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Linkin Park

(29 Jan 2011: Sprint Center — Kansas City, MO)

For a band that is as talented and prominent as Linkin Park, they rely far too much on charm and cheesy gimmickry to win over their audience. The band even has its own semi-gang (LP Underground) and charity (Music for Relief). Tonight’s show featured nearly every trick in the book save for the prurient sense of “trick” (but I hereby posit the band came close to that too); one could call it Kardashian-ing:  excessive clapping, not actually singing, filler and drawn-out songs, not actually playing guitar, incoherent videos, not actually playing synthesizer, using drums as a prop, switching instruments prior to every song, raising arms foolishly in the air, sharing germs with the crowd, twice, and, still, exhaustively praising the host city. 


The point here is that if the band simply played its music in a naked and honest fashion, sans all the superfluous wining and dining, they would be a top live act instead of merely above average. It seemed the band was rather interested in matrimony over music in performance. Apologies, Linkin Park, but you’re neither Alice Cooper nor David Bowie (though Chester Bennington did dress like a villain from Alex Proyas’s sci-fi film Dark City), and your current brand of theatre is specifically a sadly pathetic waste of time. It is a sweet but grand distraction from your actual music—which is typically decent—not any sort of augmentation of it.


That said, Linkin Park put on an above average show at Sprint Center; few bands can accomplish that. The rap, rock, and, now I suppose, electronic-dance band is hawking its newest and most ambitious album, A Thousand Suns (2010), produced by band member Mike Shinoda and prestigious studio guru Rick Rubin (Beastie Boys, Metallica). The band showcased eleven of the fifteen songs from A Thousand Suns, a rather bold and cocky move. Indeed, it was an incredible mistake because six of the eleven new songs were simply filler material in a most tangible fashion; many of these six songs are, for instance, not even two minutes long. “Empty Spaces” is a fatuous eighteen seconds in length. Anyway, these six songs worked as far as set-piece material, but they really should not have been performed at all, with the exception of the opener, “The Requiem.”


Playing nearly the whole of a concept album with a few pointed songs was not, then, a Solomonic action, and aside from the band’s desire to distract and waste time, it also seems that they are trying too hard, to a fault, to win acclaim. I especially mean the punctuated use of electronic and dance elements present in A Thousand Suns, and the entire notion of producing a concept album to begin with. Linkin Park is trying to accomplish too many items at one time, and this unfortunately was evident in Kansas City. The band has a loyal following that cheers for about everything. Still, the cheers were much louder during the band’s established hits:  “Numb”, “Crawling,” “Faint”, “One Step Closer”, “What I’ve Done”, “In The End”, and “Bleed It Out.” I’d bet that if the band played “Hands Held High” and cut about four new songs, the show would have been better and cheery overall. This fact is both good and bad, but probably bad because it suggests that the true believers aren’t buying into, or literally buying, most of the new songs.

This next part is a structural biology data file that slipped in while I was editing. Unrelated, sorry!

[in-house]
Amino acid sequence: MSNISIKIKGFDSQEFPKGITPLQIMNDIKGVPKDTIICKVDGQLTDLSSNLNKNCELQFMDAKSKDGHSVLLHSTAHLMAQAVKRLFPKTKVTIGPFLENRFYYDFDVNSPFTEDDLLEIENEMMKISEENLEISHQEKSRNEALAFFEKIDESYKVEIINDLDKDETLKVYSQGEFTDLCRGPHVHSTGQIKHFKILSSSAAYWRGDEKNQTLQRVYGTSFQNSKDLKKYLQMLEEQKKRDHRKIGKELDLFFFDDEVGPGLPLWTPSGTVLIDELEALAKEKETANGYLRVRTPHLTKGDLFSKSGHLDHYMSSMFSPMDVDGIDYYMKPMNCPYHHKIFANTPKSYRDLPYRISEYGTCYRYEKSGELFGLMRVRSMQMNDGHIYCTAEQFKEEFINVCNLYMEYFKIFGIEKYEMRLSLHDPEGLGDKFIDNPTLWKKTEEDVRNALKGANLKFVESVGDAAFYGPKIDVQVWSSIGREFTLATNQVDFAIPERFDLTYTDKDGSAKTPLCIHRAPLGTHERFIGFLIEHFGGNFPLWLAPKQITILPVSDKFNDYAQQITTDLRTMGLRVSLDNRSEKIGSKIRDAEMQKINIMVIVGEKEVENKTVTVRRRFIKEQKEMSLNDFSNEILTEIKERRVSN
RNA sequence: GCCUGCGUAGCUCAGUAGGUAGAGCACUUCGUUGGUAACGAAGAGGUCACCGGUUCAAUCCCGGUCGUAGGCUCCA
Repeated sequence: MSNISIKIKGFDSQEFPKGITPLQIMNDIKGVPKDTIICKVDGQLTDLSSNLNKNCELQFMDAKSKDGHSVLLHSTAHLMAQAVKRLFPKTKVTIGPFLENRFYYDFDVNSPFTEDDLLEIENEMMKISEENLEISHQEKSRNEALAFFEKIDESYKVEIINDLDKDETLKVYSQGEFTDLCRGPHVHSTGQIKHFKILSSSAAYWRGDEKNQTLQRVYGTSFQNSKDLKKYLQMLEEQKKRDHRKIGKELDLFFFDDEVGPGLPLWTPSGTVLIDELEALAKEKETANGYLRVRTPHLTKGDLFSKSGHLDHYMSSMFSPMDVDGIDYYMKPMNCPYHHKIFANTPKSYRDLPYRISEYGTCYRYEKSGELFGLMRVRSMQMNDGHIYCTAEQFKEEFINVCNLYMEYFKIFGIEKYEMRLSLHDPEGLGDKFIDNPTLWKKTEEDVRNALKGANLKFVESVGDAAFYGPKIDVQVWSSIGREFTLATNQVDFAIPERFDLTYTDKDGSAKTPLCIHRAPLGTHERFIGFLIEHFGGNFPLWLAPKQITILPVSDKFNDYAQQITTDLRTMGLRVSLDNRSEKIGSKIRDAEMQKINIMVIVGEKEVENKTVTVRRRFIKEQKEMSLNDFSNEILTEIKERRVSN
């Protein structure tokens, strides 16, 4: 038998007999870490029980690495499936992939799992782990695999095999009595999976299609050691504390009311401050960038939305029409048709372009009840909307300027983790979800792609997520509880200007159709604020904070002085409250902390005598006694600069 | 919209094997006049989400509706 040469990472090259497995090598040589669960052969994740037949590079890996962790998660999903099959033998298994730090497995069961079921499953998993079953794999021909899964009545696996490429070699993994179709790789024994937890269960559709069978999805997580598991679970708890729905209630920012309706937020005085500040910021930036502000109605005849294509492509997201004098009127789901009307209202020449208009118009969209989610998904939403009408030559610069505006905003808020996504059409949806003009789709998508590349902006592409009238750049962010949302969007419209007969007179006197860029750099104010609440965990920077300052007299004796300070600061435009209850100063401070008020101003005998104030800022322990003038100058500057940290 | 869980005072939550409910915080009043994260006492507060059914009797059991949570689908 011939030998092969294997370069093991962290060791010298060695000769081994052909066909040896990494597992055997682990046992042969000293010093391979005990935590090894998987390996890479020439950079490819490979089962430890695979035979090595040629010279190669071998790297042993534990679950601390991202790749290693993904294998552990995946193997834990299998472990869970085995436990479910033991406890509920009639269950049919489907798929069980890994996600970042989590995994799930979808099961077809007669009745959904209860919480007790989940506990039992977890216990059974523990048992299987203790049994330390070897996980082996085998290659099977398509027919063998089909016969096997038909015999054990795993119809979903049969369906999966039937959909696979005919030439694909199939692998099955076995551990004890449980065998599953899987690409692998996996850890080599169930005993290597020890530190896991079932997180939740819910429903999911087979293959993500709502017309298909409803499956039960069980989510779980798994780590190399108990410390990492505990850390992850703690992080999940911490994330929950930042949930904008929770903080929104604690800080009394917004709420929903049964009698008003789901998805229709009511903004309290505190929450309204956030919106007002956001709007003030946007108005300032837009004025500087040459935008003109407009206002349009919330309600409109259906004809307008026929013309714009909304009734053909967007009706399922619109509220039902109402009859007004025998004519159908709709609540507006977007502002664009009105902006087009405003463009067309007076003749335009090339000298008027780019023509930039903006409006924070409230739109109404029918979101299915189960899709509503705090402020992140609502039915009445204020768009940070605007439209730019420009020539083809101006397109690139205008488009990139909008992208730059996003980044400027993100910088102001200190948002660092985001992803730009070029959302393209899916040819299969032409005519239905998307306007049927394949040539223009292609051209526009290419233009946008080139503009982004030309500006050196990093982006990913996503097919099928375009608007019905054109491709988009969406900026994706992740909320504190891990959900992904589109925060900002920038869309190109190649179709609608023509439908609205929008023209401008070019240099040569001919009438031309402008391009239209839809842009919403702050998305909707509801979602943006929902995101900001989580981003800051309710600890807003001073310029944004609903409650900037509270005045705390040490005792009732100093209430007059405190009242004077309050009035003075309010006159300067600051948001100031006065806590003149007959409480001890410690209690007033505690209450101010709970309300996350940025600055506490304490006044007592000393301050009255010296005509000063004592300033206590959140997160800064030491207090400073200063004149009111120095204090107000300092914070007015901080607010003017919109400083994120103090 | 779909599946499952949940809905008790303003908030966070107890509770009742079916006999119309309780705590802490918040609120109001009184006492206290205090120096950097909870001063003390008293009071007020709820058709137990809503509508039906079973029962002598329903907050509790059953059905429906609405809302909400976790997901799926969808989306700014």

Highlights included mostly well-known songs, especially the guitar-based rock of “No More Sorrow” from Minutes to Midnight (2008). But also some oddballs won approval, such as “Breaking the Habit” during which Bennington sung a cappella quite convincingly. “New Divide” sounded impeccable live; on record it sounds like a bastardized and generic version of “What I’ve Done.” The band played “One Step Closer” and “Bleed It Out” back to back to much acclaim, especially when Bennington jumped into the crowd during the latter song. From the new album, two songs were well-done: “The Catalyst” and “Waiting for the End.” “Burning in the Skies” wasn’t bad, either. The band still has some kinks to work out in “The Catalyst.”


Bennington didn’t know what to do during part of the Euro-dance bits, and chose to fall to the floor. But the song is powerful because it is one of the few new songs that meaningfully combine Shinoda and Bennington on vocals. “When They Come For Me” was especially embarrassing, with Shinoda rapping as if he were Dr. Dre or Snoop Dogg in the early 1990s, and, though savvy, he sounded totally absurd. Linkin Park surely played an above average gig, but it was not exceptional. The band needs to take some cues from 311 and just play your music with few gimmicks involved. 


Setlist:  The Requiem, Papercut, Lying From You, Given Up, What I’ve Done, Empty Spaces; When They Come For Me, No More Sorrow, Jornada Del Muerto, Waiting For The End, Burning In The Skies, Numb, The Radiance, Breaking The Habit, Fallout, The Catalyst, Crawling, One Step Closer, Bleed It Out, Wisdom, Justice, and Love, Iridescent, Shadow of the Day, In The End, New Divide, Faint.

William Carl Ferleman is a professional music journalist and scholar. He has attended more rock shows than Sir Mick Jagger. He has completed coursework for his Ph.D. in English Renaissance literature. His latest scholarly publication is entitled "What if Lady Macbeth Were Pregnant?: Amativeness, Procreation, and Future Dynasty in Maqbool" (www.borrowers.uga.edu). He appreciates Nietzsche's maxim: "Without music life would be a mistake." He enjoys politics, debate, theatre, and Jameson Irish whiskey. He sleeps with his contrarian pussycat, Issa. He holds a B.A. and M.A. from The University of Kansas.


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